Minister on collision course with gaelscoileanna
EDUCATION Minister Ruairi Quinn faces a showdown with the country's growing number of gaelscoileanna over controversial proposals for setting up new primary schools.
They claim plans for approving schools in the future will not protect the minority position of all-Irish education.
And they dismiss as unworkable a suggestion that the issue could be dealt with by setting up all-Irish units within English-medium schools.
The proposals are contained in a new report done for the Department of Education by the Commission of School Accommodation.
Objections have been lodged by Gaelscoileanna Teo, a support body for 139 Irish primary schools in the Republic, and An Foras Patrunachta, a patron of 57 Irish language schools.
The commission reviewed the procedures for the setting up of new primary schools in light of the rapid population growth and demand from parents for greater diversity.
It was concerned with the question of physical need for a new school, which is separate, although linked, to patronage -- the matter of who runs the schools.
Primary school pupil numbers are predicted to grow by 64,000 by 2018, some of whom will be accommodated in existing schools. However, there will be a need for new schools in areas that have grown rapidly in recent years, such as west Dublin.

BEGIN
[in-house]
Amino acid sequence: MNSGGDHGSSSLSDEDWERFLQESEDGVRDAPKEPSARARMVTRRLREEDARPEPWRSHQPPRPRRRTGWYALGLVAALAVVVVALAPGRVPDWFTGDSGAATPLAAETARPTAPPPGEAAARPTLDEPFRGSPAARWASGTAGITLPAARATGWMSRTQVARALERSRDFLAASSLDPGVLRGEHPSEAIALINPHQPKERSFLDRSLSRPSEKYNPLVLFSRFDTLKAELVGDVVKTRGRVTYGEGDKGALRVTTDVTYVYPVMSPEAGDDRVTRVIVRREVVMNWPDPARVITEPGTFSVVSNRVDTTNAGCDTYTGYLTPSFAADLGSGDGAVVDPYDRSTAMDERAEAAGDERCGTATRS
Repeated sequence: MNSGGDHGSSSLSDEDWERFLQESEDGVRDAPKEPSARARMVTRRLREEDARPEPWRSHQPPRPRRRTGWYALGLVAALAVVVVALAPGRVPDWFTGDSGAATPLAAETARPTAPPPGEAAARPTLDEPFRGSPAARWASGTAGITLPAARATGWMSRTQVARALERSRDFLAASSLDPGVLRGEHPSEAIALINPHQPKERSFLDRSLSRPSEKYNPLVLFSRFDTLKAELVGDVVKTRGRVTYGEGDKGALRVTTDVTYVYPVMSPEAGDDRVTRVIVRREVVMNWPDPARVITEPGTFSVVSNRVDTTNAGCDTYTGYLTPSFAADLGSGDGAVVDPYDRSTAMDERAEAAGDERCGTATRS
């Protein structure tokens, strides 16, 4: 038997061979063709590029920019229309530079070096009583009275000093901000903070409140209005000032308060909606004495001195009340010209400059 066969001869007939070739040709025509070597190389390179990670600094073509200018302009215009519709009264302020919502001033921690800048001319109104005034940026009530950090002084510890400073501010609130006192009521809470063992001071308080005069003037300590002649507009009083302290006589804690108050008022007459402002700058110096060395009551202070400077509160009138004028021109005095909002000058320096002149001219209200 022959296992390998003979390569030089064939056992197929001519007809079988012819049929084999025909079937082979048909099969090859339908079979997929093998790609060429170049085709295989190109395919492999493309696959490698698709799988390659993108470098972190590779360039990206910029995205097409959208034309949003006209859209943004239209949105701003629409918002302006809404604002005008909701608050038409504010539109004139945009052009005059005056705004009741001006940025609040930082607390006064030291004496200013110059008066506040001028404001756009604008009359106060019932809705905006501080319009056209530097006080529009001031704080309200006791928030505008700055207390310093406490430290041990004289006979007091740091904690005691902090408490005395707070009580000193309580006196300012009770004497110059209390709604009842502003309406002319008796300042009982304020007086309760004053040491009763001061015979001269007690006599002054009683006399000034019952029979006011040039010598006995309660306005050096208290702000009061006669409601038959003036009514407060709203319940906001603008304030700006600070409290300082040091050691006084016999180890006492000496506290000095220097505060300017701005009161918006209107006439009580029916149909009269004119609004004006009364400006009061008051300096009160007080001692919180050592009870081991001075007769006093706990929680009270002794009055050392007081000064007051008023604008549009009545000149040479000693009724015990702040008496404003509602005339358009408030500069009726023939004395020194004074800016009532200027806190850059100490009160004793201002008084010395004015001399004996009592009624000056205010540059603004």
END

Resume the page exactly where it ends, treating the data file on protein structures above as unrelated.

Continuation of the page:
Current rules allow for a new primary school to be established once 17 pupils have been identified, but the new plans will require higher minimum numbers and up to three class streams for each year.
Key recommendations include a survey of parents in newly established areas to decide on the type of school and campus-style arrangements, where schools come together on a single site and share facilities.
Letters of objection from Gaelscoileanna Teo and An Foras Patrunachta have been published as appendices to the report.
An Foras Patrunachta chief executive Caoimhin O hEaghra claims the report "places an obstacle to the provision of all-Irish education to the children of the country".
He said it was likely that those looking for an all-Irish education would be in a minority at first, so a parental survey would not meet their needs.
Gaelscoileanna Teo acting chief executive Nora Ni Loinsigh agreed it would be difficult to establish an all-Irish school on the basis of a survey of parents.
She said the experience of Gaelscoileanna was that all-Irish units in English-medium schools did not work. She said that seven closed at second-level in the past 10 years due to lack of support by the department.